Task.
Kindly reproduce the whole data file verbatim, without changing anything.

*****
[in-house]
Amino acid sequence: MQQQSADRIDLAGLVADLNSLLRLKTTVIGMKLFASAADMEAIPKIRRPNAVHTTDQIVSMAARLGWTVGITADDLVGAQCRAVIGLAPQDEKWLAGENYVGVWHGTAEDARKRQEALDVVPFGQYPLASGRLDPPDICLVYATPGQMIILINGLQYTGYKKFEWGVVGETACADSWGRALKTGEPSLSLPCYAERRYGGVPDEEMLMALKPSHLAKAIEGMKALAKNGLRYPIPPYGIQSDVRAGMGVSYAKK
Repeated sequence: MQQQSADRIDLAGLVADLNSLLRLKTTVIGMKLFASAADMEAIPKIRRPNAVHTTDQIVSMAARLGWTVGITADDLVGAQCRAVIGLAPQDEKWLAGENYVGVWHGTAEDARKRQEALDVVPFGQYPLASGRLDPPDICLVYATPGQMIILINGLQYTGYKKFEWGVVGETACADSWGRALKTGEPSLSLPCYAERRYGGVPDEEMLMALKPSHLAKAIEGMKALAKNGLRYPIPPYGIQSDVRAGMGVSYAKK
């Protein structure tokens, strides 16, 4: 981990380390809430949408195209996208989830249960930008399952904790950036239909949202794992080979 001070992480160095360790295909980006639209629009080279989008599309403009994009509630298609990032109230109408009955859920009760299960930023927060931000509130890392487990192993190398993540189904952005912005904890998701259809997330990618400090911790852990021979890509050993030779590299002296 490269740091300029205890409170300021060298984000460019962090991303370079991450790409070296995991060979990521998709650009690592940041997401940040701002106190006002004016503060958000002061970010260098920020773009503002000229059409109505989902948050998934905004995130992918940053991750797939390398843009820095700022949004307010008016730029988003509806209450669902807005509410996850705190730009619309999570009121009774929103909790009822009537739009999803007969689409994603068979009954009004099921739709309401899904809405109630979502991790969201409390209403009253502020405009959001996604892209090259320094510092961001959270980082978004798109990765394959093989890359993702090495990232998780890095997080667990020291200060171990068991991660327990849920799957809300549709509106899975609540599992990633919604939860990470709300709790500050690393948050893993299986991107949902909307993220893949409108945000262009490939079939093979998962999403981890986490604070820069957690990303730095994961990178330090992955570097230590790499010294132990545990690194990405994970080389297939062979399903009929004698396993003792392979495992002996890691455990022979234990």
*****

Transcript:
[in-house]
Amino acid sequence: MQQQSADRIDLAGLVADLNSLLRLKTTVIGMKLFASAADMEAIPKIRRPNAVHTTDQIVSMAARLGWTVGITADDLVGAQCRAVIGLAPQDEKWLAGENYVGVWHGTAEDARKRQEALDVVPFGQYPLASGRLDPPDICLVYATPGQMIILINGLQYTGYKKFEWGVVGETACADSWGRALKTGEPSLSLPCYAERRYGGVPDEEMLMALKPSHLAKAIEGMKALAKNGLRYPIPPYGIQSDVRAGMGVSYAKK
Repeated sequence: MQQQSADRIDLAGLVADLNSLLRLKTTVIGMKLFASAADMEAIPKIRRPNAVHTTDQIVSMAARLGWTVGITADDLVGAQCRAVIGLAPQDEKWLAGENYVGVWHGTAEDARKRQEALDVVPFGQYPLASGRLDPPDICLVYATPGQMIILINGLQYTGYKKFEWGVVGETACADSWGRALKTGEPSLSLPCYAERRYGGVPDEEMLMALKPSHLAKAIEGMKALAKNGLRYPIPPYGIQSDVRAGMGVSYAKK
């Protein structure tokens, strides 16, 4: 981990380390809430949408195209996208989830249960930008399952904790950036239909949202794992080979 001070992480160095360790295909980006639209629009080279989008599309403009994009509630298609990032109230109408009955859920009760299960930023927060931000509130890392487990192993190398993540189904952005912005904890998701259809997330990618400090911790852990021979890509050993030779590299002296 490269740091300029205890409170300021060298984000460019962090991303370079991450790409070296995991060979990521998709650009690592940041997401940040701002106190006002004016503060958000002061970010260098920020773009503002000229059409109505989902948050998934905004995130992918940053991750797939390398843009820095700022949004307010008016730029988003509806209450669902807005509410996850705190730009619309999570009121009774929103909790009822009537739009999803007969689409994603068979009954009004099921739709309401899904809405109630979502991790969201409390209403009253502020405009959001996604892209090259320094510092961001959270980082978004798109990765394959093989890359993702090495990232998780890095997080667990020291200060171990068991991660327990849920799957809300549709509106899975609540599992990633919604939860990470709300709790500050690393948050893993299986991107949902909307993220893949409108945000262009490939079939093979998962999403981890986490604070820069957690990303730095994961990178330090992955570097230590790499010294132990545990690194990405994970080389297939062979399903009929004698396993003792392979495992002996890691455990022979234990």